Following on from South Australia's recent decision to introduce R18+ for games in the state should the federal government make a move to pass the adult rating without a nationwide consensus, the Australian Capital Territory has voiced its intent to go down a similar path.
Speaking to GameSpot AU, ACT Attorney-General Simon Corbell said that he has asked his department to prepare options on what the ACT can do if there is no national agreement to introduce an R18+ rating for video games at the upcoming Standing Committee of Attorneys-General (SCAG) meeting in July this year.
"I asked my department for advice for options to pursue this course about a month ago, so obviously John Rau and I have been thinking along similar lines insofar that if uniform agreement on this [issue] cannot be reached, then it would appear that it would be left open to states and territories to pursue their own arrangements," Corbell told GameSpot AU.
"Simply accepting that there wouldn't be R18+ would be a ludicrous situation. [If this doesn't happen] we would have to consider going it alone and legislating for R18+. We haven't decided on this yet, however, but I have asked my department to prepare options for me because it is inevitable that we would have to consider this approach if there is no national agreement."
Yesterday, South Australia Attorney-General John Rau told GameSpot AU that his state's cabinet had approved a proposal to introduce R18+ for games and abolish the MA15+ classification for games in South Australia. This will be implemented if the federal government is forced, due to failure of other states and territories to reach unanimous agreement, to find other means to introduce the classification at a federal level, and thus allow each state to either enforce or reject the new rating.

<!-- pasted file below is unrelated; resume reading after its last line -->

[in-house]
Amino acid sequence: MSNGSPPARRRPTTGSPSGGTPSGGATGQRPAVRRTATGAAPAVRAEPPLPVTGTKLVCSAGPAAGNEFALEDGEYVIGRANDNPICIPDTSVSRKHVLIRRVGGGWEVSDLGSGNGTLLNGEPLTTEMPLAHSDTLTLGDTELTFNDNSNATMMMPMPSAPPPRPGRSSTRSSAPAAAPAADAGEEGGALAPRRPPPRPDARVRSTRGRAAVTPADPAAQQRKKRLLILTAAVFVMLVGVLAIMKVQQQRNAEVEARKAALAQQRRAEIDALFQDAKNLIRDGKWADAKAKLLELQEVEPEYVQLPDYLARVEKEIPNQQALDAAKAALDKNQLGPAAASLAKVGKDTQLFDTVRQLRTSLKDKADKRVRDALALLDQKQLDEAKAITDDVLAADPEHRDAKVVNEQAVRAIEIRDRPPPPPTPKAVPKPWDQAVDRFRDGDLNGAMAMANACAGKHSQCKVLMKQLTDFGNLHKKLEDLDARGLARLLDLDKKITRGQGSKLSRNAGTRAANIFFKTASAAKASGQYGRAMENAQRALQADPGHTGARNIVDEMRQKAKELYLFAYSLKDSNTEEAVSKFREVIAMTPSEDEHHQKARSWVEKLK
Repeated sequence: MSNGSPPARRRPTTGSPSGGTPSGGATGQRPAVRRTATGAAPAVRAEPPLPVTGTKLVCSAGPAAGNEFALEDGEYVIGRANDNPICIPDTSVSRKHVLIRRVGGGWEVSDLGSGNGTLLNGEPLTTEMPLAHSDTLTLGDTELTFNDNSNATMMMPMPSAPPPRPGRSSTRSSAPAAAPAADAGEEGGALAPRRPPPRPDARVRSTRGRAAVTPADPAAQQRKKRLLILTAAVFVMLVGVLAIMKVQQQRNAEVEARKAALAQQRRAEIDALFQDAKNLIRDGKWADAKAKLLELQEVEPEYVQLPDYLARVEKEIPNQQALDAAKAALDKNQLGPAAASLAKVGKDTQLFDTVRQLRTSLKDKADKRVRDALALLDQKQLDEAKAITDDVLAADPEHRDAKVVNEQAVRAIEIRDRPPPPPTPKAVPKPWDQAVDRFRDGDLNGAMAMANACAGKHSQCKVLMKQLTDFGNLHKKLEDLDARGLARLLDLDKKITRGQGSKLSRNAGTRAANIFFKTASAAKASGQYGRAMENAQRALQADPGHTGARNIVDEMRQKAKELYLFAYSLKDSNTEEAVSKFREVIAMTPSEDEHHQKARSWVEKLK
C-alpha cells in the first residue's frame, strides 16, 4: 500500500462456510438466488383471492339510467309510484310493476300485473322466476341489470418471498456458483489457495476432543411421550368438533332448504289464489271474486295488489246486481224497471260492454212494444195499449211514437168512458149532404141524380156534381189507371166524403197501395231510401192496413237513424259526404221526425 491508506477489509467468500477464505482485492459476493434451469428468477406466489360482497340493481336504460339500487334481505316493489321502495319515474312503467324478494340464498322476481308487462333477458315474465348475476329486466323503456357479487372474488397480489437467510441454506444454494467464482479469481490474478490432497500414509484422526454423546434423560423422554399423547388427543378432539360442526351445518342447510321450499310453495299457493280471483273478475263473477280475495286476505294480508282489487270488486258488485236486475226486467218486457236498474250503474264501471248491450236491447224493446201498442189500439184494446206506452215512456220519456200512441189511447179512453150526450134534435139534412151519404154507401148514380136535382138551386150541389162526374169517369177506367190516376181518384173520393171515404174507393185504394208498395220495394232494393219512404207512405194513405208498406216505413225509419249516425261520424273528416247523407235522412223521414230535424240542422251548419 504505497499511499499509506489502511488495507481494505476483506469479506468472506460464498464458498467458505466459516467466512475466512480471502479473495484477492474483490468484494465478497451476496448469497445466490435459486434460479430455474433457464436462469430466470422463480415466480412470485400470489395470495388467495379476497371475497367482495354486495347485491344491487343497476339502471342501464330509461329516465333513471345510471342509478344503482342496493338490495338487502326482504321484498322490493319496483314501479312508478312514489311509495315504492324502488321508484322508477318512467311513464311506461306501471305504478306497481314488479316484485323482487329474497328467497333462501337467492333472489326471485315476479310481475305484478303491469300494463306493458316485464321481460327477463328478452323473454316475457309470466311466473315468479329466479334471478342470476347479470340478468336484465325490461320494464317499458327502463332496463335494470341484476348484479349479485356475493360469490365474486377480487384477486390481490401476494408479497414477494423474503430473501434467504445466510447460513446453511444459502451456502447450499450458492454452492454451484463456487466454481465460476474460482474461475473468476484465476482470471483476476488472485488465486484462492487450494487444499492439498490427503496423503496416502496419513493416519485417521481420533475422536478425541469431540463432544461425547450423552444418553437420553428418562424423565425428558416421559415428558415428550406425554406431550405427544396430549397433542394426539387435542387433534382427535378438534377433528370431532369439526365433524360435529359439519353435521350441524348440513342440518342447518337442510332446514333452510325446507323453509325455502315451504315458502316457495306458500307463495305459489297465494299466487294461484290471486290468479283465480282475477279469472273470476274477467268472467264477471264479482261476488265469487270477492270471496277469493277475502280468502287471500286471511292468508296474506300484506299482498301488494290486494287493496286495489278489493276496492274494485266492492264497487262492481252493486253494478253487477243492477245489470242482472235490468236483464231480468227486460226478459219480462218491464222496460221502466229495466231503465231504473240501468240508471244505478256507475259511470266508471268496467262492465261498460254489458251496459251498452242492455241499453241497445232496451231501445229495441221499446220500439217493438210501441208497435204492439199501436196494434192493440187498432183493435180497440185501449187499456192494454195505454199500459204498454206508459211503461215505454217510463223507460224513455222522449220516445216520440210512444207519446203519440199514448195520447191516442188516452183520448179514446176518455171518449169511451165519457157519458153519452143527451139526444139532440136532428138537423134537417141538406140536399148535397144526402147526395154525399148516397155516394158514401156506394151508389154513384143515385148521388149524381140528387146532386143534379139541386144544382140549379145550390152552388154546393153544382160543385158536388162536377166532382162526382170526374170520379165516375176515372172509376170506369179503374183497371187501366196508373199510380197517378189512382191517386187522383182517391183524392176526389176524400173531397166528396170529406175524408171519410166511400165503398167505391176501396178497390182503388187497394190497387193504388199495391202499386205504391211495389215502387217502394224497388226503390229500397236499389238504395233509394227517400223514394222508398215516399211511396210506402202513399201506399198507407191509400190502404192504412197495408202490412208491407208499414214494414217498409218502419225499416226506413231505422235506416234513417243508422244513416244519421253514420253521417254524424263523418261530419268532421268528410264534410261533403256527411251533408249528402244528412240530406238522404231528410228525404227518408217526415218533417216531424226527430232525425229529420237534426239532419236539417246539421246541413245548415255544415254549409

However, Corbell is not yet at this stage; if he decides to follow South Australia's lead, he will have to get his own proposal passed through the ACT Cabinet.
"I'd have to get the ACT Cabinet to agree to it, but my Cabinet has already indicated its support for R18+ nationally, so I doubt they'd be opposed to having it solely in the ACT. What's unclear at this stage is if we need legislation or regulation to do this--I'm thinking whether this can be just achieved by a change to regulation, which a minister can do, rather than a change to the law," he said.
"I hope there will be national agreement on R18+ [at SCAG] but it's not looking hopeful at this stage. However, it's a bit early to predict all that. If the federal government finds a way to provide for an R18+ classification, then states and territories are going to have to consider their position. [In the past], states and territories have generally agreed we should try to deal with the matter uniformly but the federal government can decide to create the classification if it wants, and if they do decide to do this, then it's up to each state to follow or not."
However, Corbell stated that the ACT would not necessarily take a similar position to South Australia on abolishing the MA15+ category.
"I just want to make it clear that the ACT would only consider legislating ourselves in regards to this issue if there was no national agreement. But I think it's highly likely we will go down that path if that proves to be the case. But the MA15+ issue is a separate question. We are supportive of the [federal government's] draft guidelines into an R18+ classification for video games that provide for both the MA15+ and R18+ classification. We wouldn't necessarily follow South Australia down that path."
GameSpot AU will be reporting live from the SCAG meeting in July. For more on the issue, visit our previous coverage.